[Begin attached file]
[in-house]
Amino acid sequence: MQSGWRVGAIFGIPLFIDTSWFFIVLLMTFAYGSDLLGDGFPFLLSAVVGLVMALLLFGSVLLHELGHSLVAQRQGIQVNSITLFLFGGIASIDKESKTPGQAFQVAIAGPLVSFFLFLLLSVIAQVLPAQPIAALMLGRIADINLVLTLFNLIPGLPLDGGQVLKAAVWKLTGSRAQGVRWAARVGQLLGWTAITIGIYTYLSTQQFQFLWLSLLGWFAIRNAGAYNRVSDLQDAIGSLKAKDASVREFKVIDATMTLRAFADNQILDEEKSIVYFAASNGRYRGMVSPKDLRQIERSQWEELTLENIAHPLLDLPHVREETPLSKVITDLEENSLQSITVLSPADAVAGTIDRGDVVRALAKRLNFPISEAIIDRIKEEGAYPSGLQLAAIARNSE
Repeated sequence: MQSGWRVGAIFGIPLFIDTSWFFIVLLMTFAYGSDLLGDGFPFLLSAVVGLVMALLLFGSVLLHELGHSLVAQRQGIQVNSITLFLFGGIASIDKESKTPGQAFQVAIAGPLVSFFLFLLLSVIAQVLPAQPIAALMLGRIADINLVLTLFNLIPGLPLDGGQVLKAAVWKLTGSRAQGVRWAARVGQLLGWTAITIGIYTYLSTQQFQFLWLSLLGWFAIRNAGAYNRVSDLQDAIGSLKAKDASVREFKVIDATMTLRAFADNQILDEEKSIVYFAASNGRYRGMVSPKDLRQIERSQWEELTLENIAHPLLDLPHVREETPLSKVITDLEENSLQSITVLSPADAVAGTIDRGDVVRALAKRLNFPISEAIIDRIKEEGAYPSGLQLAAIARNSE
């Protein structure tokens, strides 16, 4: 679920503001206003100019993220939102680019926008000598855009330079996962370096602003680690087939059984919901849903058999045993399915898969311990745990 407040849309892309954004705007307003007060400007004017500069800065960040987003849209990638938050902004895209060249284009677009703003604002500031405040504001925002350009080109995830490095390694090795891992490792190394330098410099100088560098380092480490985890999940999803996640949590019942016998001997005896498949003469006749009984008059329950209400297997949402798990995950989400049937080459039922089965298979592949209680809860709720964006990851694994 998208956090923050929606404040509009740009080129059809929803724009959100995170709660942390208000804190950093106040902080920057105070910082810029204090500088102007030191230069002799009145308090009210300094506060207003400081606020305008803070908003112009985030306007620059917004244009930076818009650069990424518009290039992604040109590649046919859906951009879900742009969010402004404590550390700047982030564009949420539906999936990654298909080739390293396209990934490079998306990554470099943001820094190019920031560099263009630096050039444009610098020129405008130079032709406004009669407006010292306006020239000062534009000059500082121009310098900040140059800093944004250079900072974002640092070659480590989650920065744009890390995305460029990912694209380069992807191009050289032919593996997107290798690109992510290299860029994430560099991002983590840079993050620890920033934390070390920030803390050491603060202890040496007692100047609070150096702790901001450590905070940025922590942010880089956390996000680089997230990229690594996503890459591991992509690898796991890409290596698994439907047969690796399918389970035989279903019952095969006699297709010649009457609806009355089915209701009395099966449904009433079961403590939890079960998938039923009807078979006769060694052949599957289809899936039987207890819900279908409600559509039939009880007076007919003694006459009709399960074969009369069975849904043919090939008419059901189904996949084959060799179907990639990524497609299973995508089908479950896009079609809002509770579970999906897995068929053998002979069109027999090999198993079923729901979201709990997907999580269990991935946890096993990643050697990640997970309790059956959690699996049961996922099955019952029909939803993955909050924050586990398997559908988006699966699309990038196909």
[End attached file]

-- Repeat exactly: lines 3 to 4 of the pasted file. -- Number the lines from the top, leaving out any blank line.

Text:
Repeated sequence: MQSGWRVGAIFGIPLFIDTSWFFIVLLMTFAYGSDLLGDGFPFLLSAVVGLVMALLLFGSVLLHELGHSLVAQRQGIQVNSITLFLFGGIASIDKESKTPGQAFQVAIAGPLVSFFLFLLLSVIAQVLPAQPIAALMLGRIADINLVLTLFNLIPGLPLDGGQVLKAAVWKLTGSRAQGVRWAARVGQLLGWTAITIGIYTYLSTQQFQFLWLSLLGWFAIRNAGAYNRVSDLQDAIGSLKAKDASVREFKVIDATMTLRAFADNQILDEEKSIVYFAASNGRYRGMVSPKDLRQIERSQWEELTLENIAHPLLDLPHVREETPLSKVITDLEENSLQSITVLSPADAVAGTIDRGDVVRALAKRLNFPISEAIIDRIKEEGAYPSGLQLAAIARNSE
């Protein structure tokens, strides 16, 4: 679920503001206003100019993220939102680019926008000598855009330079996962370096602003680690087939059984919901849903058999045993399915898969311990745990 407040849309892309954004705007307003007060400007004017500069800065960040987003849209990638938050902004895209060249284009677009703003604002500031405040504001925002350009080109995830490095390694090795891992490792190394330098410099100088560098380092480490985890999940999803996640949590019942016998001997005896498949003469006749009984008059329950209400297997949402798990995950989400049937080459039922089965298979592949209680809860709720964006990851694994 998208956090923050929606404040509009740009080129059809929803724009959100995170709660942390208000804190950093106040902080920057105070910082810029204090500088102007030191230069002799009145308090009210300094506060207003400081606020305008803070908003112009985030306007620059917004244009930076818009650069990424518009290039992604040109590649046919859906951009879900742009969010402004404590550390700047982030564009949420539906999936990654298909080739390293396209990934490079998306990554470099943001820094190019920031560099263009630096050039444009610098020129405008130079032709406004009669407006010292306006020239000062534009000059500082121009310098900040140059800093944004250079900072974002640092070659480590989650920065744009890390995305460029990912694209380069992807191009050289032919593996997107290798690109992510290299860029994430560099991002983590840079993050620890920033934390070390920030803390050491603060202890040496007692100047609070150096702790901001450590905070940025922590942010880089956390996000680089997230990229690594996503890459591991992509690898796991890409290596698994439907047969690796399918389970035989279903019952095969006699297709010649009457609806009355089915209701009395099966449904009433079961403590939890079960998938039923009807078979006769060694052949599957289809899936039987207890819900279908409600559509039939009880007076007919003694006459009709399960074969009369069975849904043919090939008419059901189904996949084959060799179907990639990524497609299973995508089908479950896009079609809002509770579970999906897995068929053998002979069109027999090999198993079923729901979201709990997907999580269990991935946890096993990643050697990640997970309790059956959690699996049961996922099955019952029909939803993955909050924050586990398997559908988006699966699309990038196909």